If you work for Baron Nicky von Burgen (Reginald Owen) and Baroness Eloise von Burgen (Olga Baclanova) long enough, you will be treated like family.  So when their longtime butler Albert (Paul Lukas) marries Anna (Virginia Bruce), their maid, the Baron throws them a lavish wedding.  During the reception, the family’s new chauffeur Karl (John Gilbert) shows up and we know right away he’s up to no good when he runs into Countess De Marmac (Hedda Hopper), his former employer with whom he had an affair.  Little do we know just how evil he really is.  That night, Albert is called into work on his wedding night after another butler gets drunk on the job.  When Anna is alone, Karl makes his first move on her by telling her a made-up story about how she reminds him of his dead mother.  But Anna isn’t the only woman in the house he tries to start something with.  He also sleeps with Sophie, the cook, and the Baroness.  He’s not terribly interested in Sophie, though, he only uses her for money.  He makes friends with Albert, but continues to pursue Anna.  One day, Karl gives Anna a piece of the Baroness’s jewelery.  When the Baroness confronts her about wearing her jewelery, Karl steps in and says he gave it to her as a gift and subtly reminds her that he’s got dirt on her.  The Baroness drops the subject and Karl endeared himself closer to Anna with that move.

The Baroness is now keen to get rid of Karl.  So when she knows Albert is listening, she mentions to the Baron that she thinks Anna and Karl are having an affair.  Later, just before the Baron and Baroness are set to leave on a boating trip, she tells Albert to go ahead and get rid of some of the staff while they’re gone.  But before they leave, the Baron changes his mind and decides he wants Albert to come on the trip with him, leaving Anna and Karl alone for the duration of the trip.  Karl takes Anna out for dinner, gets her drunk, and finally gets her to give into his advances.  When Albert comes home, he fires Karl and Anna admits to what happened.  But before he leaves, Karl goes to the Baroness and threatens to reveal their affair unless she keeps him on board and she relents.  Humiliated, Albert goes to the Baroness to resign, but she tells him what Karl has done and begs him to stay.  Karl plans to leave the next day, but not before he gets more of Sophie’s money.  He tries to convince Anna to leave with him, but she refuses.  Karl and Albert end up getting into a huge fight and when the Baron is in the room, Anna forces Karl to give Sophie her money back.  Karl finally leaves, but he only moves onto another victim.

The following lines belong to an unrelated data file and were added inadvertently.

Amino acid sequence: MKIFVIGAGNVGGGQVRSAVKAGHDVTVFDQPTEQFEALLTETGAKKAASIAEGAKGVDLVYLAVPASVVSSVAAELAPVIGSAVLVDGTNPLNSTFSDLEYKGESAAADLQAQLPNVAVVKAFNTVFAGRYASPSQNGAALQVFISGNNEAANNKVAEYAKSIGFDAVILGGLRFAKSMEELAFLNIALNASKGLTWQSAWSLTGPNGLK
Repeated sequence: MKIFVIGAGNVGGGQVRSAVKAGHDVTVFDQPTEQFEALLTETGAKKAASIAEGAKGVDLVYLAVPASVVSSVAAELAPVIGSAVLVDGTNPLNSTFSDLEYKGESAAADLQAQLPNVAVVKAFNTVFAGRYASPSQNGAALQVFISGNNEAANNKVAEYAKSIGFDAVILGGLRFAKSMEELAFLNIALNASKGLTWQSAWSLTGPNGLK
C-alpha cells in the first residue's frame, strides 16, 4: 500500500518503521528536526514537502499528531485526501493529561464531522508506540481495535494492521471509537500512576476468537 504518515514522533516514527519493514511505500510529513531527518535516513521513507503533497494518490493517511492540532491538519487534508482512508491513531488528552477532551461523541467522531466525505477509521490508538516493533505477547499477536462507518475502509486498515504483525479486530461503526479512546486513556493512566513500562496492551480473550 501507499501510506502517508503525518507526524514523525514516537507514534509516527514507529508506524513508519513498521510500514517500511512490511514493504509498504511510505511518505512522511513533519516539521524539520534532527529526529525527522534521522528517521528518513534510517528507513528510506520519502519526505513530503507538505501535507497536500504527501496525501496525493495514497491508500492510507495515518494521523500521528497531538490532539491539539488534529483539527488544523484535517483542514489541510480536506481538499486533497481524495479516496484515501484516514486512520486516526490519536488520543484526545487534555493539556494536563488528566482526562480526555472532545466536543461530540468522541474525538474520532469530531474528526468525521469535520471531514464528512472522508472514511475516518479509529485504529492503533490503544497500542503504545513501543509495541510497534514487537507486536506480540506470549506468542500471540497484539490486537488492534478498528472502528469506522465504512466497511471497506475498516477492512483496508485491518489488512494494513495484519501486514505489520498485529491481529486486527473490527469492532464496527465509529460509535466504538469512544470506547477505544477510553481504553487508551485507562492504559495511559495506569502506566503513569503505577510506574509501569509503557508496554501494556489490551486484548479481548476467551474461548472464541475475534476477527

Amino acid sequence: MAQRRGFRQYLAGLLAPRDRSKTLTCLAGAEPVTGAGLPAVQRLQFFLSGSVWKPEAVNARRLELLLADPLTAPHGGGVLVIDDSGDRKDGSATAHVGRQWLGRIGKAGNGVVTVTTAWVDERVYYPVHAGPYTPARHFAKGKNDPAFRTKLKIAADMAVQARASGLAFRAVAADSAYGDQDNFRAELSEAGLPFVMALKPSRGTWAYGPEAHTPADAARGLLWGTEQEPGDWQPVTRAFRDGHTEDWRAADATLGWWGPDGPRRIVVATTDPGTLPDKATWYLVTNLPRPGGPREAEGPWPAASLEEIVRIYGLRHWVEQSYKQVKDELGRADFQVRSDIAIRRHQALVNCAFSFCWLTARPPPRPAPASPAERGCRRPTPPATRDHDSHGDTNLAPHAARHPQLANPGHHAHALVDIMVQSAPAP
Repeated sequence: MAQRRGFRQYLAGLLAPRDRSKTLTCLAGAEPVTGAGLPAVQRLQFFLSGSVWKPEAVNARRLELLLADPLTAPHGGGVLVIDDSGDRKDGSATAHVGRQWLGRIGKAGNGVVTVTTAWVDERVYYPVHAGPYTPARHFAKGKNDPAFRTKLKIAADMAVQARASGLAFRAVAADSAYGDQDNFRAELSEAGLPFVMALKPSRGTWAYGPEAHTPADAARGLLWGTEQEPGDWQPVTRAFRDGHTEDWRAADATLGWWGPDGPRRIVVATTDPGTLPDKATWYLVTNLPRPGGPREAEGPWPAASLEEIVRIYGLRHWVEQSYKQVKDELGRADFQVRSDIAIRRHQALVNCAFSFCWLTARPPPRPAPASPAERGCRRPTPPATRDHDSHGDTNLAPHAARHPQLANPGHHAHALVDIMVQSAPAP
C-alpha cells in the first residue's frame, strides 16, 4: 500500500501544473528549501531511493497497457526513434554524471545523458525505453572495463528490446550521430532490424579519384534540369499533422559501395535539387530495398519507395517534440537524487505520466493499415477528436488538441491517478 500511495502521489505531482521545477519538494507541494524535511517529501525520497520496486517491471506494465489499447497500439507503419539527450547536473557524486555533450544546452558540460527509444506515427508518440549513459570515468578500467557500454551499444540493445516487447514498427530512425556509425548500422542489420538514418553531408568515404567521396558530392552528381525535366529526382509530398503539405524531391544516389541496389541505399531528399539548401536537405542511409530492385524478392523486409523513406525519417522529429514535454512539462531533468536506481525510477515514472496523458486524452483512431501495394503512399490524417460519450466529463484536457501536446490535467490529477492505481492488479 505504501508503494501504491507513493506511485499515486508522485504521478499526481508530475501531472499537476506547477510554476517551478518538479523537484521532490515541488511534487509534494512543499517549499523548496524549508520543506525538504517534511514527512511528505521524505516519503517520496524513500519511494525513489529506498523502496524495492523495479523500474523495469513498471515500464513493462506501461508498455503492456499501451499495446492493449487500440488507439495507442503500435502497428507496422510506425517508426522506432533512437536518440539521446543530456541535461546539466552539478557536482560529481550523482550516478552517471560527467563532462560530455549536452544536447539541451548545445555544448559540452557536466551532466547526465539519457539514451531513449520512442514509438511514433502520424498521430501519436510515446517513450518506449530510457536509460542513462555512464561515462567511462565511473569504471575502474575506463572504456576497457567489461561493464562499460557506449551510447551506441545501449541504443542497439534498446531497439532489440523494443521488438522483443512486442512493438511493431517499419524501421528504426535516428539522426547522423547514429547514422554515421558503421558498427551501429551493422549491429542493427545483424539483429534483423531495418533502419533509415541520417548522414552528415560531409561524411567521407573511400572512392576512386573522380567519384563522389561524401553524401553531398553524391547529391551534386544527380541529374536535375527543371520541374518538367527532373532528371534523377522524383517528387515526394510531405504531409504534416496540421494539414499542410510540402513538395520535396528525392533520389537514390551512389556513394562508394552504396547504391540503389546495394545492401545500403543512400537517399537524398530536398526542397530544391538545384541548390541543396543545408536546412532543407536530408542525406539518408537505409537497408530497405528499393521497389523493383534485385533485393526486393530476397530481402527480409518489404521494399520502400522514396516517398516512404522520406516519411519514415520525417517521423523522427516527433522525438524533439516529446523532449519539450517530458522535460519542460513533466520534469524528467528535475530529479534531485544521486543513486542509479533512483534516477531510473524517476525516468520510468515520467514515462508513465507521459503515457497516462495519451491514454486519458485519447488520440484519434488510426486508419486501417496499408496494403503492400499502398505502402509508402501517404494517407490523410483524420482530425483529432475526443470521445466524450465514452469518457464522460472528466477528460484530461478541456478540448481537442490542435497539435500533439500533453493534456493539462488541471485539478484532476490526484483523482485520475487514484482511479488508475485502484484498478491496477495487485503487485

Wow!  I have to say, there are a lot of extremely unlikable characters in pre-code movies, but John Gilbert as Karl is one of the most impressively deplorable characters I’ve ever seen.  He is just so incredibly shameless and ruthless!  And John Gilbert plays him extraordinarily well!  And he should, considering he wrote the story himself.  If you only really know John Gilbert as a silent film actor, then you should definitely check out Downstairs.  His performance here dispels the widely spread story that John Gilbert had a terrible voice and acting style for talkies.  Clearly his lack of success in talkies had more to do with him daring to cross Louis B. Mayer because, as can be seen here, there is nothing wrong with his voice or his acting.  Considering he had to resort to writing a story and selling it to MGM for $1 just to get a good talkie role speaks volumes of just how much Mayer had it out for him.

Virginia Bruce was also great, gotta love the very pre-code scene where she confesses to cheating on her husband and blames him for it.  I also liked seeing Olga Baclanova playing a fairly honest and likable character since the only other movie I’ve seen her in is Freaks, where she was anything but honest and likable.  All in all, a darn good movie.  Not only one of John Gilbert’s best talkies, but a real highlight in his whole career.